Crude oil prices hit a 10-week low on Tuesday, but one piece of data from Saudi Arabia could provide a glimmer of hope for those longing for an oil price rally.
Saudi Arabia is burning through some of its oil inventories as exports combined with scorching domestic demand exceed its total production. In 2015, Saudi Arabia built up crude storage levels to a record high, as the kingdom stepped up production in the face of a global supply surplus. As other producers have cut back on production, there is more room for Saudi and OPEC to export. At the same time, domestic demand is rising quickly in Saudi Arabia.
In order to meet that demand and also pursue greater market share, Saudi Arabia has had to draw on its oil sitting in storage. That led the sharp monthly gains in inventories to flip into a deficit late last year. From October 2015 to May 2016, Saudi crude inventories dropped 12 percent to 289 million barrels, according to The Wall Street Journal, the longest period of decline in 15 years.
But part of the reason that domestic demand is so strong is seasonal. Saudi Arabia’s oil consumption spikes in the summer because it uses a substantial volume of crude for electricity, and with all the air conditioners running full blast in the hot summer months, more oil is needed. In 2015, the country used 25 percent of its oil production domestically.
The Wall Street Journal says that Saudi Arabia is reluctant to simply ramp up production further in order to plug the deficit for fear of spooking the markets. An increase in output beyond 10.5 million barrels per day – a record set in June 2015 – could spark a sell off if oil traders interpreted the move as an attempt to flood the market. Moreover, although the country says it has a production capacity of 12.5 million barrels per day, it also values holding onto spare capacity in the case of a supply disruption. That means that it is already near its practical limit in terms of how far it is willing to ratchet up production. Related: Did Oil Kill The Dinosaurs?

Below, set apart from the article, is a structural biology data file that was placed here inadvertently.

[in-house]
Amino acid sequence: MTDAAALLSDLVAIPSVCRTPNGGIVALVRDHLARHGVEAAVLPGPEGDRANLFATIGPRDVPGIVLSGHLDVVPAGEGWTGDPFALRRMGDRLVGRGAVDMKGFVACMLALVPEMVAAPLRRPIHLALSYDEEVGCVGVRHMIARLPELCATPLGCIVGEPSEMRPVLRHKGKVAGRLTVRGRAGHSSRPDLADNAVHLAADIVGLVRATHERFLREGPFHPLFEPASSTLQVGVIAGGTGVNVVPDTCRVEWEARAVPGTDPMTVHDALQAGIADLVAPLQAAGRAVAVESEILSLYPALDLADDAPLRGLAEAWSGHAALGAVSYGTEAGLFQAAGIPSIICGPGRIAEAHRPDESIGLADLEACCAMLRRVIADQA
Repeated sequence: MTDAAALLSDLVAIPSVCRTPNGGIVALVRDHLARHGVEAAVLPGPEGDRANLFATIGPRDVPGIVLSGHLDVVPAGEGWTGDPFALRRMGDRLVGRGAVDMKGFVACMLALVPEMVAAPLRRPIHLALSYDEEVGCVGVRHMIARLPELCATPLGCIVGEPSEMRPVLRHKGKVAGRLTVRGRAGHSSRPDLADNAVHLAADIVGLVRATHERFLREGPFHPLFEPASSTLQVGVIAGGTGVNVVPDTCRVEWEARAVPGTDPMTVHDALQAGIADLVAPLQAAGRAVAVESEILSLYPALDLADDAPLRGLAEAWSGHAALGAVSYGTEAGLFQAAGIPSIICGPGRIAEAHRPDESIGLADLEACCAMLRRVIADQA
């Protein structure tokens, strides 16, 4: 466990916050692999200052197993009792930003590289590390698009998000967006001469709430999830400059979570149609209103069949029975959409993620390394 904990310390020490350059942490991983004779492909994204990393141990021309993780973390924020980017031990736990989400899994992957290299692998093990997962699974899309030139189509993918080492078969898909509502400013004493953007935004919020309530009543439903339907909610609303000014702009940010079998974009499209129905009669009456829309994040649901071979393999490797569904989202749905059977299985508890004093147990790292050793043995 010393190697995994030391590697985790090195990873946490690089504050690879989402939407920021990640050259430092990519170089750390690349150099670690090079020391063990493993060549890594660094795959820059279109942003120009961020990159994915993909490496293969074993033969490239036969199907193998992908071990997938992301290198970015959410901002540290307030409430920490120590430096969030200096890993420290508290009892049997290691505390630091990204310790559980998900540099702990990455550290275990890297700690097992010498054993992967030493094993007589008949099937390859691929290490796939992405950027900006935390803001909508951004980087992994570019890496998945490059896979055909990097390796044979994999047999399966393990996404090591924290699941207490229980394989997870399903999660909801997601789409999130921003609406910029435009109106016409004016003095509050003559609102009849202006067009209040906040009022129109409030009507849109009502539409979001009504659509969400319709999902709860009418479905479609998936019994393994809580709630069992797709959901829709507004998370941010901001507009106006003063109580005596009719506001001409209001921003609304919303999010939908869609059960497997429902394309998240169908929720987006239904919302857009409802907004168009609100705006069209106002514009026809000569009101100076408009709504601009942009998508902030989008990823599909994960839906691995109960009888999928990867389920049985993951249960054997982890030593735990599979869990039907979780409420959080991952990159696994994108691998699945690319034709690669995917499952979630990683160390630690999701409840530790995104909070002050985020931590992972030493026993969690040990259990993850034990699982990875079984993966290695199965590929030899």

An even less desirable option would be to simply reduce oil exports. Maintaining market share is one of the top priorities for the Saudi government, all the more so now that Iran has returned to the international market following the removal of sanctions earlier this year.
That leaves Saudi Arabia with the only option of using up some of its oil stockpiles.
A reduction of Saudi crude inventories is one piece of bullish news in what seems to have been an ocean of negative sentiment recently. Oil prices have retreated from $50 per barrel since June as fears have grown over tremendously high levels of refined products sitting in storage. And while oil bulls can find some solace in declining Saudi inventories, at the same time the drawdowns may only be seasonal. As the summer months come to an end, domestic demand will likely fall back again, easing pressure on its strategic stockpiles.
Actually, the same could be said about the refined product surplus, to some degree. Gasoline demand in the U.S. typically spikes in the summer months as people take to the roads. But with summer nearly half over, the U.S. is also adding to the market worries about too much supply. Related: Why Oil Prices Might Not Rebound Until 2019
U.S. Gasoline stocks spiked to a record in February of this year, crushing crude oil prices. Inventories began to fall but the drawdowns slowed in March and have stagnated since. For the week ending on July 8, gasoline stocks even rose by 1.2 million barrels to 240.1 million barrels, only to rise again this week in the latest release by 0.9 million barrels.
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And just as Saudi crude demand could wane as summer moves into autumn, so too could demand cool in the United States. Gasoline demand could fall because people will be driving less, but also because refineries often take the opportunity at the end of summer to conduct maintenance and to prepare for a switchover to winter fuel blends. With some refineries temporarily idled, crude demand could fall as refiners purchase less oil.
The timing, in other words, is not favorable for oil prices. “Saudi Arabia is moving out of its peak seasonal demand for crude oil right when global refining margins are under strong pressure, and that is not a good combination,” Olivier Jakob of Petromatrix told CNBC.
By Nick Cunningham of Oilprice.com
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